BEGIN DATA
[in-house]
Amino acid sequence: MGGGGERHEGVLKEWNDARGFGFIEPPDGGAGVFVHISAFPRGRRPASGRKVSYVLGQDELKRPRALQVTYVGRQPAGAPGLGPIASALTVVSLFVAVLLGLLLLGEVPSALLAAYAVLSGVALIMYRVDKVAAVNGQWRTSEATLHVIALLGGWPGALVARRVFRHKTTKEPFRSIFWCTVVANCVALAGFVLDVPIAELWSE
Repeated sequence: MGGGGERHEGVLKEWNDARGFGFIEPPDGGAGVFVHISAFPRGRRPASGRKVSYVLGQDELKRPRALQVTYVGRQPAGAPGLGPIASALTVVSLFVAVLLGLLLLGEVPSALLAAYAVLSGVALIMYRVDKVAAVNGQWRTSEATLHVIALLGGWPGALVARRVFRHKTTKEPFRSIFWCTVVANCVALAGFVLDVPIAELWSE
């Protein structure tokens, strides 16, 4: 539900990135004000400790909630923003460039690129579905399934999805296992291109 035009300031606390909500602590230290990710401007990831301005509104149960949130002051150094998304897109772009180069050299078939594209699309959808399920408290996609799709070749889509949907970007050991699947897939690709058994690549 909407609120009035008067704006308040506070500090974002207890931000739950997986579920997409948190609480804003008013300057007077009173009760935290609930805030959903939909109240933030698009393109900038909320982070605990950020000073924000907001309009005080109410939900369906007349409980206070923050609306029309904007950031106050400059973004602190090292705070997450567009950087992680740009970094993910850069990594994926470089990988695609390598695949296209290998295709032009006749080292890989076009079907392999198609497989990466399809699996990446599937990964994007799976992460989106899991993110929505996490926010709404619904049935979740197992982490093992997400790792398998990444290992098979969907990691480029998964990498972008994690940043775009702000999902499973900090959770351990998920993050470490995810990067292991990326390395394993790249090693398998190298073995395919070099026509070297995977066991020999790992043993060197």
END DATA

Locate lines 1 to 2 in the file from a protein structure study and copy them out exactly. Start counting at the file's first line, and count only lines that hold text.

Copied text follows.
[in-house]
Amino acid sequence: MGGGGERHEGVLKEWNDARGFGFIEPPDGGAGVFVHISAFPRGRRPASGRKVSYVLGQDELKRPRALQVTYVGRQPAGAPGLGPIASALTVVSLFVAVLLGLLLLGEVPSALLAAYAVLSGVALIMYRVDKVAAVNGQWRTSEATLHVIALLGGWPGALVARRVFRHKTTKEPFRSIFWCTVVANCVALAGFVLDVPIAELWSE